AFP — The US Congress on Thursday approved a gargantuan $40 billion aid package for Ukraine to help fight the Russian invasion as President Joe Biden rallied behind historic bids to join the of Sweden and Finland.
With unusually strong bipartisan support, the Senate voted 86 to 11 to pass the package – the equivalent of Cameroon’s 2020 GDP – after a senator briefly delayed the vote, raising alarm over the costs.
“Help for Ukraine goes far beyond charity,” Senate Minority Leader Mitch McConnell said in support of the aid.
“The future of American security and core strategic interests will be shaped by the outcome of this fight,” he said ahead of the vote.
The package includes $6 billion earmarked for Ukraine to bolster its armored vehicle inventory and air defense system.
Nearly $9 billion is set aside to help Ukraine provide “continuity of government” as well as humanitarian aid.
Congress already approved nearly $14 billion for Ukraine in mid-March, weeks after Russian President Vladimir Putin stunned the world with his invasion, but most of it has been spent.
As Russian forces backed off on seizing Kyiv but escalated fighting in eastern and southern Ukraine, Biden called for another round of financial support.
The House of Representatives had approved the $40 billion package last week, but Rand Paul, like McConnell a Republican from Kentucky, prevented a quick vote in the Senate.
Paul, who opposes US interventionism, expressed concern about the cost and said lawmakers should have been clearer on how to pay for the package and on oversight of where the money goes.
But Senator Lindsey Graham, a hawkish Republican who has previously called for the assassination of the Russian president, said: “When it comes to Putin, we either pay now or we pay later.”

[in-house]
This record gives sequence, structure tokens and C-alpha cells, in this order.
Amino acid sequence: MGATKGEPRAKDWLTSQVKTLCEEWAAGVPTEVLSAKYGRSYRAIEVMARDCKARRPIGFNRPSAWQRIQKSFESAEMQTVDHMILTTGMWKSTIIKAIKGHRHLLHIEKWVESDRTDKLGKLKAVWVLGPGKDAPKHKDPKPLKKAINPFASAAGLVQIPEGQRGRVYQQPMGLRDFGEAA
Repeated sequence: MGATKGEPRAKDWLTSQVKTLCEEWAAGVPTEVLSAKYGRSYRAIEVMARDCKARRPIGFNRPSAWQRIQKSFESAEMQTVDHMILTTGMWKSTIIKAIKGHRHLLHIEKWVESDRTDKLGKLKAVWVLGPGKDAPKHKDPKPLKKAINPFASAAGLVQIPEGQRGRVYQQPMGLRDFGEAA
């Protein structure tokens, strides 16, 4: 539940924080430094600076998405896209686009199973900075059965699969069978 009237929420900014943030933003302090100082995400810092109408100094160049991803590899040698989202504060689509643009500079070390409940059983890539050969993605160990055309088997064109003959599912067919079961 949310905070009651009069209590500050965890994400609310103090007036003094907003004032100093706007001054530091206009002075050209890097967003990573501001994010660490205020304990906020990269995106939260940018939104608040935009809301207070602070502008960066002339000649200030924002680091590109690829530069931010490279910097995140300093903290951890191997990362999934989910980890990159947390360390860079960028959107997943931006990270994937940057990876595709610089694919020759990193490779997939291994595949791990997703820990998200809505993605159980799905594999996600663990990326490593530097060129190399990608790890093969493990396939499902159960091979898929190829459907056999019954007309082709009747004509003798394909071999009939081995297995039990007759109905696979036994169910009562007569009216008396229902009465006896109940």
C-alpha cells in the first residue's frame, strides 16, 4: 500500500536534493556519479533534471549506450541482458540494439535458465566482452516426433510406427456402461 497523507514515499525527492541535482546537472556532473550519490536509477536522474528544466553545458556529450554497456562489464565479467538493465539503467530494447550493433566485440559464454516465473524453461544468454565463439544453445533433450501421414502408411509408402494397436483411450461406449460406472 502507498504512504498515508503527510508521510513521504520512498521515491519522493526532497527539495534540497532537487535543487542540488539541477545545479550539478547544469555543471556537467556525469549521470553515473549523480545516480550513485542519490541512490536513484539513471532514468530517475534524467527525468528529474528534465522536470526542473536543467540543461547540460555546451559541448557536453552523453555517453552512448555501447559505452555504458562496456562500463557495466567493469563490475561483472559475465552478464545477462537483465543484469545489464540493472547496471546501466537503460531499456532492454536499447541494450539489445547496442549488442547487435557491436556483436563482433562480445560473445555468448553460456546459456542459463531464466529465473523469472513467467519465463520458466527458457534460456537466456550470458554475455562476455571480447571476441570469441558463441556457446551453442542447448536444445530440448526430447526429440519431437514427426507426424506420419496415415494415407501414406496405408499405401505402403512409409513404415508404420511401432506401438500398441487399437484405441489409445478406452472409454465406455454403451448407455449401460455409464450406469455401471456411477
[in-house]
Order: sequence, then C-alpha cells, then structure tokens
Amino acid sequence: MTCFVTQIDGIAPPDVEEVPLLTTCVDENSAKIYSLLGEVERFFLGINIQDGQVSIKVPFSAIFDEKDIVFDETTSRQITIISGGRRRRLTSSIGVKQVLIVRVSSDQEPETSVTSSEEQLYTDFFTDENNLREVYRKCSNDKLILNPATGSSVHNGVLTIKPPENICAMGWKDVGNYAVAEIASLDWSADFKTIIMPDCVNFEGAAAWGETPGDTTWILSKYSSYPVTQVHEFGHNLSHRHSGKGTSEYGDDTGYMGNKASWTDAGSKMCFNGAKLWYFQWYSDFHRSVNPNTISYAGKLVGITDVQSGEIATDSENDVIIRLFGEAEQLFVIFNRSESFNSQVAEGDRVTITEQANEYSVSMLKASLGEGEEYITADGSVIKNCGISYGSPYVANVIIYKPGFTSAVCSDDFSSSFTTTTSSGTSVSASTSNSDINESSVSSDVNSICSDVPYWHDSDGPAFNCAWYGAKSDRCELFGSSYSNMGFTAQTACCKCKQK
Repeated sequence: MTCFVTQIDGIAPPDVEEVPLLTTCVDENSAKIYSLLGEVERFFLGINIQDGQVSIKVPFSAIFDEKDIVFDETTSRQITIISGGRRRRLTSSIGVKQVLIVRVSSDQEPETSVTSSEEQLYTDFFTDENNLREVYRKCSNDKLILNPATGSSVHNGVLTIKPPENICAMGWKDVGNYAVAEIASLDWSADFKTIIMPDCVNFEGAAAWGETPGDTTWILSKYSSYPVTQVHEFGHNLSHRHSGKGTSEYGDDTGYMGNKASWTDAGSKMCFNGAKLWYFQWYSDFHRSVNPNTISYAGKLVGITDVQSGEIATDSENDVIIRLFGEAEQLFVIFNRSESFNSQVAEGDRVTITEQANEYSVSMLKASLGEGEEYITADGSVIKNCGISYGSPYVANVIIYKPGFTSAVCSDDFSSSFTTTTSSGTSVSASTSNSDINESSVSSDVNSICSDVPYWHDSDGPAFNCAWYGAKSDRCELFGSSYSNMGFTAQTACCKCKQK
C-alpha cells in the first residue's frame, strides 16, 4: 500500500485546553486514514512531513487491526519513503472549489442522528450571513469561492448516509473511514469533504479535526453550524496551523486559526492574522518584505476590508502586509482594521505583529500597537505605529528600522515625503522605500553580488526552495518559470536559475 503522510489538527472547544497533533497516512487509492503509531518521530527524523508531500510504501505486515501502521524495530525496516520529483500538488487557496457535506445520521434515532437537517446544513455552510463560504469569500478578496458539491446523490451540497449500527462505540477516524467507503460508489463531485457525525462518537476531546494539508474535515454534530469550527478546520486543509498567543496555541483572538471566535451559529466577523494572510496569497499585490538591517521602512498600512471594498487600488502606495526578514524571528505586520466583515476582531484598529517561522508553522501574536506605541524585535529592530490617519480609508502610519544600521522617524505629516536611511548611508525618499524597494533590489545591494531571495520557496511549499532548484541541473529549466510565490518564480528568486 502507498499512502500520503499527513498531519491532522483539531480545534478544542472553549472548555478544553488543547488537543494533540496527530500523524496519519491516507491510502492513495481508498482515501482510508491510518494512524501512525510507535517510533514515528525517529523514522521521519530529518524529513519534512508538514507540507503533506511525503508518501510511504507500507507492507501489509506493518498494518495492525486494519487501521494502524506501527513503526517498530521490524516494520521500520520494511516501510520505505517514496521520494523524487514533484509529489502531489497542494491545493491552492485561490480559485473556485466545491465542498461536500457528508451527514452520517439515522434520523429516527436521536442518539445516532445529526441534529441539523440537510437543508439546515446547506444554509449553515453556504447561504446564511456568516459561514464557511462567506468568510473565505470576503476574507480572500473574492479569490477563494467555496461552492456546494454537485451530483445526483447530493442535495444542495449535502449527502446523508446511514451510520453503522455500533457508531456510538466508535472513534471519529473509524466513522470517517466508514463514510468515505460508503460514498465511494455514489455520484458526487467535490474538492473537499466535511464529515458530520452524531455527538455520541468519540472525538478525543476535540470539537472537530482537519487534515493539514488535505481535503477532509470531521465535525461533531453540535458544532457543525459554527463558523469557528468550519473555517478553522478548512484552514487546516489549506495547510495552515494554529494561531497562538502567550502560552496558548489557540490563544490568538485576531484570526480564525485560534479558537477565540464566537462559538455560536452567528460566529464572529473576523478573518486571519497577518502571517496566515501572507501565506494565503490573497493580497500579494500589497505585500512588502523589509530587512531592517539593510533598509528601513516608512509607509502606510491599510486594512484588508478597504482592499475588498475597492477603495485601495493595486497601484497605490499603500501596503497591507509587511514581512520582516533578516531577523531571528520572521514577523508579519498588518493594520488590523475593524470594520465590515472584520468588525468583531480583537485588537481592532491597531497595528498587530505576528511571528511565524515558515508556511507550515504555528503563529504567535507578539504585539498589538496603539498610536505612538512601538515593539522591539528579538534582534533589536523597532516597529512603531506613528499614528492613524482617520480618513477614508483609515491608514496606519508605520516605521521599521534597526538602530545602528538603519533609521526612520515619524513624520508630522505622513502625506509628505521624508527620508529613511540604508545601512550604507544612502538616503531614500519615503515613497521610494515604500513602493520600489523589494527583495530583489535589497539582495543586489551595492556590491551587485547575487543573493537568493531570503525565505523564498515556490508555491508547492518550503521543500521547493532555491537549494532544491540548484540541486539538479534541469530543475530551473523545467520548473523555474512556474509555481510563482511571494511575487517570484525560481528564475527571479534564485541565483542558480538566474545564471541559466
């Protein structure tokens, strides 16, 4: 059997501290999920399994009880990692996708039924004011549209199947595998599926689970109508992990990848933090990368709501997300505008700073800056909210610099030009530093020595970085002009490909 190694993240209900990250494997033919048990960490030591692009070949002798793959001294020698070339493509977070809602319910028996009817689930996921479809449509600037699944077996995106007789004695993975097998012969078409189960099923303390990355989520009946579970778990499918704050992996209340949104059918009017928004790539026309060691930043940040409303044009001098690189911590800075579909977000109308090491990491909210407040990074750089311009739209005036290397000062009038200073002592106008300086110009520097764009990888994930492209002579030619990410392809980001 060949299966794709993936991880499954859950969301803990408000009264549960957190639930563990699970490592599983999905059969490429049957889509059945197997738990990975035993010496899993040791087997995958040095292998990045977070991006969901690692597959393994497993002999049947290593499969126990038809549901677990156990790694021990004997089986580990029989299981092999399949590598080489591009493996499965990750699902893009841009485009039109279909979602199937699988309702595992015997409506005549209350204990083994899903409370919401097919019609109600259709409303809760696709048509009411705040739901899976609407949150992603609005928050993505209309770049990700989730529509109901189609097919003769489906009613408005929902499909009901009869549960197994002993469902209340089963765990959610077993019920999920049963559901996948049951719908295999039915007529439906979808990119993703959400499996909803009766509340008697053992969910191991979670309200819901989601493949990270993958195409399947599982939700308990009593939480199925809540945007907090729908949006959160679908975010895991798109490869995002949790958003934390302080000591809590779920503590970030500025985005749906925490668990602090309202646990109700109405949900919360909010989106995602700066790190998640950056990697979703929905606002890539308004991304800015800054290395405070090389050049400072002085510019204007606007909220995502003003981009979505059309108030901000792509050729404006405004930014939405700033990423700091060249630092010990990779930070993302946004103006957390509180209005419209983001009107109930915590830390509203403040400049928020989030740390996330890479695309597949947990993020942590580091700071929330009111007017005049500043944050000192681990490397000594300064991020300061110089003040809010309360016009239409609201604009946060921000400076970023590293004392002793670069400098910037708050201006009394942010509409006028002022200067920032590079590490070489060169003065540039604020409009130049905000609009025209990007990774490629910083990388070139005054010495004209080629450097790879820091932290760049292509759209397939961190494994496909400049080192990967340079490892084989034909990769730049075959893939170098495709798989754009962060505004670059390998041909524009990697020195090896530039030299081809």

Shortly after the vote, Secretary of State Antony Blinken released an additional $100 million in previously approved funding for Ukraine.
The funding will include 18 new howitzers and counter-artillery radars, Pentagon spokesman John Kirby said.
The United States tried for weeks to dissuade Russia from invading Ukraine and responded with an extensive pressure campaign, including sanctions targeting Putin.
In a rare resumption of dialogue, top US and Russian generals Mark Milley and Valery Gerasimov spoke by phone Thursday for the first time since the invasion, the Pentagon said.
Biden framed the war in Ukraine as part of a larger struggle of US-led democracy against authoritarianism.
At the White House, he gave a red carpet welcome to Finnish and Swedish leaders days after they applied for NATO membership following the Russian invasion.
“The result is simple. It’s quite simple: Finland and Sweden are strengthening NATO,” Biden said, offering the “total, total and complete support of the United States of America.”
“Sweden and Finland have strong democratic institutions, strong militaries and strong, transparent economies, and a strong moral sense of what is right,” Biden said alongside Swedish Prime Minister Magdalena Andersson and Finnish President Sauli. Niinisto in the White House Rose Garden.
“They meet all of NATO’s requirements, and even some,” Biden told the assembled reporters without answering any questions.
Sweden and Finland have historically kept their distance from NATO under long-standing policies to avoid Russia’s wrath, but changed amid shock over Ukraine’s invasion, who sought in vain to join the alliance.
Drawing an implied contrast to his predecessor Donald Trump, Biden called NATO’s mutual defense pledge — that an attack on one is an attack on all — a “sacred commitment.”
“We will never fail in our promise to defend every square inch of NATO territory,” Biden said, also promising to defend Finland and Sweden while their candidacies are pending.
As with military funding, support for membership of the two Nordic nations is strong in the US Senate, which must ratify any decision involving treaties.
But the existing 30 members must agree to add another nation and Turkey has expressed doubts due to the presence in Sweden and Finland of Kurdish militants.
Addressing Turkey, Niinisto said Finland opposes “terrorism” and is “open to discussing any concerns you may have”.